Miguel Ángel López has apologised for quitting the Vuelta a España after being dropped on stage 20 and subsequently losing a near-certain podium spot.
A drama-filled penultimate stage ended in horror for the Colombian who, despite starting the day third with a very healthy buffer of 1-43 to Jack Haig in fourth, was unable to jump across to a select group of general classification favourites after the race ignited with 60km to go.
The distance between López's group and the one he was chasing - which contained race leader Primož Roglič and his own Movistar teammate Enric Mas - quickly stretched out to an unbridgeable one.
With around 20km left to go, race radio reported López's abandonment, but with no apparent injury spectators and even his team were left puzzled at the decision.
The 27-year-old told Spanish radio. "Why did I abandon? We’re humans, not machines.
“At times we’re made of flesh and bone. What remains is asking forgiveness to team and fans. It was a mistake to not finish.”
Later, in a statement released by his team, he elaborated on the incident. "As most of you have seen, the moment when the group split was a difficult situation, hard to resolve.
"We saw ourselves getting into a difficult position when some of the best in the GC went ahead of us: Bahrain played its cards well, and it's hard to close a gap like that, even if it's small, at this point of the Vuelta.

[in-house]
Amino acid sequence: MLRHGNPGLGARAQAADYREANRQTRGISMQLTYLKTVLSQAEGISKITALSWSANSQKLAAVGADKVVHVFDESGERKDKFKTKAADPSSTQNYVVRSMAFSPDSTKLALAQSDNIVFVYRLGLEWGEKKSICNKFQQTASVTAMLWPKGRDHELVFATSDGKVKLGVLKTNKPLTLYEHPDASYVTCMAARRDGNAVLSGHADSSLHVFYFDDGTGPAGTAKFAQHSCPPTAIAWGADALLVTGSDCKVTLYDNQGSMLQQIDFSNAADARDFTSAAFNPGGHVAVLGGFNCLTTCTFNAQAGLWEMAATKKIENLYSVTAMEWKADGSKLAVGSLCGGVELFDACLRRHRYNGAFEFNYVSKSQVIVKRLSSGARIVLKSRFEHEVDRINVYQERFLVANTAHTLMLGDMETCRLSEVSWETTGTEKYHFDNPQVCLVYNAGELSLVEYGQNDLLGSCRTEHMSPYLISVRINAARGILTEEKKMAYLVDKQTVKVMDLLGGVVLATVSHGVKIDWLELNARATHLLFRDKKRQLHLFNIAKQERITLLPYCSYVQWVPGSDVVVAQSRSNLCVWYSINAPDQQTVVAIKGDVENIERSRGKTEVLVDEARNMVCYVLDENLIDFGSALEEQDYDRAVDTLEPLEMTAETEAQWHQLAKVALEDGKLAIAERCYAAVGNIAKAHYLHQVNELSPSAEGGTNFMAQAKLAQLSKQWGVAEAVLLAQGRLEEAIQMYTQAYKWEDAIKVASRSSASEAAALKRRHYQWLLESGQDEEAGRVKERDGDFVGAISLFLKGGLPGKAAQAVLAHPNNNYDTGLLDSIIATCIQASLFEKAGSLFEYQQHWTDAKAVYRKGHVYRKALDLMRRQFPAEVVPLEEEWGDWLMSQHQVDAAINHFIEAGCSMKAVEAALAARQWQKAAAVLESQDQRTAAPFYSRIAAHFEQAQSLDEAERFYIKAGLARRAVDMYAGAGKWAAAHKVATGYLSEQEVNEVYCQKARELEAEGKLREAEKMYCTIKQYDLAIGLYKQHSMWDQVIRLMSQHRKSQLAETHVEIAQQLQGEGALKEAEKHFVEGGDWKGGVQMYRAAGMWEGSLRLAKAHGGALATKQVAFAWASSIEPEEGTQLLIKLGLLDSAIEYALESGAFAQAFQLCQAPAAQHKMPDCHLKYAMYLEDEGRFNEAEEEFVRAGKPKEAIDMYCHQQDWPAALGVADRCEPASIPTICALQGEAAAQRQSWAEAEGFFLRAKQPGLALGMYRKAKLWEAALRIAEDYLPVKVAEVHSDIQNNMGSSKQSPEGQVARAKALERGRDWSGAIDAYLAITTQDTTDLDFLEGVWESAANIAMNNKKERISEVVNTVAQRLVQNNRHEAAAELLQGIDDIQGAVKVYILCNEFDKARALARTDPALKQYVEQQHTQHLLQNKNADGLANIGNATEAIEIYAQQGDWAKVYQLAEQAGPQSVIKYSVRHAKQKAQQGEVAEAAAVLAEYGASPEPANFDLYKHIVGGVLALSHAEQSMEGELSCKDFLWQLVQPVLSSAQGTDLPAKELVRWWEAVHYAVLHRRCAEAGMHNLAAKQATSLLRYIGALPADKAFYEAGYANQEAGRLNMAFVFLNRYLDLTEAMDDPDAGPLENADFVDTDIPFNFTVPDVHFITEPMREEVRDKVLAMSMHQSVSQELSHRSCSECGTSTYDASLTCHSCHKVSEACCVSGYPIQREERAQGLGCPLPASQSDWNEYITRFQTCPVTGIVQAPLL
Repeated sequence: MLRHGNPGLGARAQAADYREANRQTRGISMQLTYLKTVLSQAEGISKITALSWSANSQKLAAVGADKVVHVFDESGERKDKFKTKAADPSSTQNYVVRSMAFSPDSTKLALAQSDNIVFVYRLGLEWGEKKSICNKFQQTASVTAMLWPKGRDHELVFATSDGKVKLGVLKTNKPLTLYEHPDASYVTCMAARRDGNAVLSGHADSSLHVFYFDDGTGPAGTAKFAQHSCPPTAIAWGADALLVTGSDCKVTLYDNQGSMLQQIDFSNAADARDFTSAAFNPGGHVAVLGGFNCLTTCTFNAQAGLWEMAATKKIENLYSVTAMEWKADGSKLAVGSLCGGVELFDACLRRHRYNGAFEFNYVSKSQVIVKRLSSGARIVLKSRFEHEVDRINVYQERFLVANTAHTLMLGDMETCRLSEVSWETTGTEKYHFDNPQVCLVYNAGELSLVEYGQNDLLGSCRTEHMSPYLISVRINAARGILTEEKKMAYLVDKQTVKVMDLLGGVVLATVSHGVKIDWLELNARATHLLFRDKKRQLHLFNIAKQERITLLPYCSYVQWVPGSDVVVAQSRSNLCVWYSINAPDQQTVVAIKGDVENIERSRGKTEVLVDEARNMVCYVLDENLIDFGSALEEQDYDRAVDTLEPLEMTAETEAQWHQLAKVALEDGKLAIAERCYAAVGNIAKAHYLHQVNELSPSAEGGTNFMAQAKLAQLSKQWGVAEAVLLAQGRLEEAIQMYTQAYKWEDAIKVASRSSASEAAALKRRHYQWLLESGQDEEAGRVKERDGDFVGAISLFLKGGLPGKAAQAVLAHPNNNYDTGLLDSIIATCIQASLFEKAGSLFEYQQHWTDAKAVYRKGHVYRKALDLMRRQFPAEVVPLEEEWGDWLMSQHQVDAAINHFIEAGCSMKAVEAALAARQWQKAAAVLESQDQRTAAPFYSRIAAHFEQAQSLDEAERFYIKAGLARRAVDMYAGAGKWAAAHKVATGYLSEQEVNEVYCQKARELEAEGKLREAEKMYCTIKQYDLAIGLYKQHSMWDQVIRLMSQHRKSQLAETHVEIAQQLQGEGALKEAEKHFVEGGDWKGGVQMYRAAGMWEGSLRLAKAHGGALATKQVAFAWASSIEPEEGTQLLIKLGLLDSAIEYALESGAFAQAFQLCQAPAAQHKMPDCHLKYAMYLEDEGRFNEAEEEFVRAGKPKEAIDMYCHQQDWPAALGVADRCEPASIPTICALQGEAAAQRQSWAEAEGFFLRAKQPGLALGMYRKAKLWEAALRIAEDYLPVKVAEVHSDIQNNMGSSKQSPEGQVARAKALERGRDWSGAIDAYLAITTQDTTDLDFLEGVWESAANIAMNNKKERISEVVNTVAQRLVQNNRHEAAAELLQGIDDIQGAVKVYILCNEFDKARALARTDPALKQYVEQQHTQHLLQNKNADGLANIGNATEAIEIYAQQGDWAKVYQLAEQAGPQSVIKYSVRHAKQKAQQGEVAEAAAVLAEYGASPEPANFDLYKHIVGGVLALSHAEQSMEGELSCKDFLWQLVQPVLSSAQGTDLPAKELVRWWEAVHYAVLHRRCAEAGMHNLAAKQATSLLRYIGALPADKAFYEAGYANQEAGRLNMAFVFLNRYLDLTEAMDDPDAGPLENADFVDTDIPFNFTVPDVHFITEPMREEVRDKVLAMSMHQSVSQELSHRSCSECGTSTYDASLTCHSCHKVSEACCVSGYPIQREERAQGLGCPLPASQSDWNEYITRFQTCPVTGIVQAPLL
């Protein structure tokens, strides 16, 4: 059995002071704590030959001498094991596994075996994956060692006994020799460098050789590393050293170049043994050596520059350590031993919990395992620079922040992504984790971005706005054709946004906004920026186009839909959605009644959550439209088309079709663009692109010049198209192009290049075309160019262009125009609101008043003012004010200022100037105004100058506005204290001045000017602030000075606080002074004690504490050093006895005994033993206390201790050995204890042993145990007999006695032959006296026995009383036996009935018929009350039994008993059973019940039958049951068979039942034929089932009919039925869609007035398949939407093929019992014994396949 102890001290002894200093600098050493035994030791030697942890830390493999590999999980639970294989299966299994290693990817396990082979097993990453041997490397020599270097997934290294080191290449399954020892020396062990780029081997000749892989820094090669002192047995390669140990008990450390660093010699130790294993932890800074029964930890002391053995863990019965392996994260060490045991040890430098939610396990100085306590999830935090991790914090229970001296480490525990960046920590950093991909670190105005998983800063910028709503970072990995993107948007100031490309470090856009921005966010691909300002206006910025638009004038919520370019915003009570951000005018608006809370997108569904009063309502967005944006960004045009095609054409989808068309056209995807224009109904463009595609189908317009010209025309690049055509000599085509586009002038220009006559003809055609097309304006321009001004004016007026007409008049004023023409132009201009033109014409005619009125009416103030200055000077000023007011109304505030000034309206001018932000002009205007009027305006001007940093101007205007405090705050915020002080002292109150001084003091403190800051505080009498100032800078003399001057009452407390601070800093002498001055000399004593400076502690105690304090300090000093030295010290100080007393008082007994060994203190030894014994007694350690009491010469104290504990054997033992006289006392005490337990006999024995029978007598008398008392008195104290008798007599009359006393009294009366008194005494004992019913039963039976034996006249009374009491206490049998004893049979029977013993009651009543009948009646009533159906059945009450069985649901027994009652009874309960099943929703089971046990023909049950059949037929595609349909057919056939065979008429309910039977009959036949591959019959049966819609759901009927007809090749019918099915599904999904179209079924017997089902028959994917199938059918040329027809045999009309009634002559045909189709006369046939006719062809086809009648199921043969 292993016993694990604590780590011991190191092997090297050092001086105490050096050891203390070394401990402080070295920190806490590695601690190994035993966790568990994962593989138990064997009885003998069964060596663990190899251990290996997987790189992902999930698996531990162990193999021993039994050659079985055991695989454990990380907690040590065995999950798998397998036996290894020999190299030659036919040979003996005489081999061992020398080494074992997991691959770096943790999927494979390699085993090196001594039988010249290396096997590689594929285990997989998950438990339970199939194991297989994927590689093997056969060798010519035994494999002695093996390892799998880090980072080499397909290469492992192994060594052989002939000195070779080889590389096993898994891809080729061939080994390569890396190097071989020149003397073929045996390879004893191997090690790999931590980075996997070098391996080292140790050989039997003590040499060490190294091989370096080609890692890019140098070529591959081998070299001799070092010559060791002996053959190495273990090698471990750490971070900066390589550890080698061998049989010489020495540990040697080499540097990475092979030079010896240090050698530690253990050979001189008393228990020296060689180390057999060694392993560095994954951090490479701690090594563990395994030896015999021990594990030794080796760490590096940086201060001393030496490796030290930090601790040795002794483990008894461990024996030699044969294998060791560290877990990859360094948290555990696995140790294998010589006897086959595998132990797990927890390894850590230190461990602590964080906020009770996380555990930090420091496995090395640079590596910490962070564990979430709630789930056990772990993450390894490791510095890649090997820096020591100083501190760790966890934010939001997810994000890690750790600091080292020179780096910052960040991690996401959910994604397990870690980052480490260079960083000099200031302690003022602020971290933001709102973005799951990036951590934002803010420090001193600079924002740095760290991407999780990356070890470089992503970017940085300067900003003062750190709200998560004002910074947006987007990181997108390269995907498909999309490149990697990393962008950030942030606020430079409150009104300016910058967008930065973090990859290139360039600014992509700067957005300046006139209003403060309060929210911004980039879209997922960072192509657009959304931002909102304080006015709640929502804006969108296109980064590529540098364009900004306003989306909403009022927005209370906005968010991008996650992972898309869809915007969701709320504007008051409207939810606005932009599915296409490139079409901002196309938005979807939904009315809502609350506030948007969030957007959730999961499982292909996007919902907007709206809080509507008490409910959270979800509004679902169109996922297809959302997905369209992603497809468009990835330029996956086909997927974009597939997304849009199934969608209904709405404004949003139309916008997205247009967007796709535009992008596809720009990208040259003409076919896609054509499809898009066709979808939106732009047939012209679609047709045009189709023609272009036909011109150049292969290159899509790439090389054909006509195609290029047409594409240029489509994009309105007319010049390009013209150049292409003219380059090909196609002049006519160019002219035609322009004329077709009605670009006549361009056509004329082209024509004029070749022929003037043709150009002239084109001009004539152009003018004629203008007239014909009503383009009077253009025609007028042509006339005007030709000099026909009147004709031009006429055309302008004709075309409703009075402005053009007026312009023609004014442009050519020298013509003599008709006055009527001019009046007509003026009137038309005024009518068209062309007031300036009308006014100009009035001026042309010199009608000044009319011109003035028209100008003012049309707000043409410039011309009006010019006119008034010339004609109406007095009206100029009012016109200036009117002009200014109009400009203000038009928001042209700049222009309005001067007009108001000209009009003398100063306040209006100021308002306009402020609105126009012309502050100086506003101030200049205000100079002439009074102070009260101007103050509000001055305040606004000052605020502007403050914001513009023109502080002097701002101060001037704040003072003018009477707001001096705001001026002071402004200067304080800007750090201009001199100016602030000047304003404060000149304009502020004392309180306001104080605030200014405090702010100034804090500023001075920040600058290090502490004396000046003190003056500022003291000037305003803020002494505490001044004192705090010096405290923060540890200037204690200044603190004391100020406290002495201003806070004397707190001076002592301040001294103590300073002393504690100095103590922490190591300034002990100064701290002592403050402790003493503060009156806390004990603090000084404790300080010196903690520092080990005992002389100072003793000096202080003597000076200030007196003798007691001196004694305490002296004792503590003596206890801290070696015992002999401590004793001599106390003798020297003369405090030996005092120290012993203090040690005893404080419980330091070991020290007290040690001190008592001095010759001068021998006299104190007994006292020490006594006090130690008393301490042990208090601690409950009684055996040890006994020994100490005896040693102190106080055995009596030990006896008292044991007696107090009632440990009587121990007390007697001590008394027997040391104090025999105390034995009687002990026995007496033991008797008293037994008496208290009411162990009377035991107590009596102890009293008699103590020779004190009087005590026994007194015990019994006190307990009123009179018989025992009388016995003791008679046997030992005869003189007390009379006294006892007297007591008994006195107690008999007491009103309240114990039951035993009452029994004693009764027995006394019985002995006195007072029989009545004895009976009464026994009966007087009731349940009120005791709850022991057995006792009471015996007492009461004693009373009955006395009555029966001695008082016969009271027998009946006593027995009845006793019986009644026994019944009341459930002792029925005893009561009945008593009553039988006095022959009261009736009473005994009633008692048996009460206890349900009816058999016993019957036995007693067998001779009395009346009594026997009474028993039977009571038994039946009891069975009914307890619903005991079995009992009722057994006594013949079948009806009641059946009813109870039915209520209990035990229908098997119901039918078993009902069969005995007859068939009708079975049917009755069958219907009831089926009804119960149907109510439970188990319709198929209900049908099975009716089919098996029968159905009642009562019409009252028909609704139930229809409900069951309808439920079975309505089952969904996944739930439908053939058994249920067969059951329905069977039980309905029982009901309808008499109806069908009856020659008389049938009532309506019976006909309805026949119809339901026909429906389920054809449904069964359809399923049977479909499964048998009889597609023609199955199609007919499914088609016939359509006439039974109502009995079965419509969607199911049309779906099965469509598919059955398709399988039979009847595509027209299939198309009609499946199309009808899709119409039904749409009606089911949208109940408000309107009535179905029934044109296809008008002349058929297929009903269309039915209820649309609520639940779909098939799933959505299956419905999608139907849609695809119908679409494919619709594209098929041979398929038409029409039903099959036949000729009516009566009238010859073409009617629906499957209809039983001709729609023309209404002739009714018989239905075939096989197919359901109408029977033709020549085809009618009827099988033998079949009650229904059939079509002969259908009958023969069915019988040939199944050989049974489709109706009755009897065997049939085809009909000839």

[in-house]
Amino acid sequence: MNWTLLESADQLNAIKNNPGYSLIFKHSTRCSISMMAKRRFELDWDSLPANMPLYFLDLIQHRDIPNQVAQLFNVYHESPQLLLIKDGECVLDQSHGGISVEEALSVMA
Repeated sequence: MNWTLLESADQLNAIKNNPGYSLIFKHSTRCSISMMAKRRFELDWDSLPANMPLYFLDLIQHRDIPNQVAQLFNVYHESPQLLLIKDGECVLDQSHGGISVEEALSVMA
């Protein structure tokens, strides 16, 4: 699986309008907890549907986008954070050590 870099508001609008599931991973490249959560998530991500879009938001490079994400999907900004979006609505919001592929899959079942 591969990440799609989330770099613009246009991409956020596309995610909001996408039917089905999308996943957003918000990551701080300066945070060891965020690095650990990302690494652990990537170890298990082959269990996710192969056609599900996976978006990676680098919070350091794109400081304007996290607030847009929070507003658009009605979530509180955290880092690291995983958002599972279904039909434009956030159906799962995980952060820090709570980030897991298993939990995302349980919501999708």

"Legs are so tired, the level is so high, and obviously no-one was going to help us out closing that small gap in that moment. It took long for us to react.
"There were so many factors involved and, in the end, it's sad to see La Vuelta ending for me this way."
With Mas comfortably in second and López seemingly assured of third up until Saturday, it had looked like being a successful Vuelta for Movistar, with López's summit finish win atop Alto d'El Gamoniteiru another highlight.
More impressive was that the Spanish outfit had achieved so much while riding with just five riders after three riders previously abandoned.
It is that regret that pain López who added: "I want to apologise to my teammates. We are a reduced group, only five left in La Vuelta, with only three of them focussed on team duties, and they rode their hearts out for us, they give their 100 per cent.
"It's been a tough situation, but it ended up happening like that. I decided to stop fighting a battle which was all but lost. Now I just want to say to the fans, the sponsors, the La Vuelta organisers – I'm sorry for what happened and for how things went today."
Chris first started writing for Cycling Weekly in 2013 on work experience and has since become a regular name in the magazine and on the website. Reporting from races, long interviews with riders from the peloton and riding features drive his love of writing about all things two wheels.
Probably a bit too obsessed with mountains, he was previously found playing and guiding in the Canadian Rockies, and now mostly lives in the Val d’Aran in the Spanish Pyrenees where he’s a ski instructor in the winter. He almost certainly holds the record for the most number of interviews conducted from snowy mountains.
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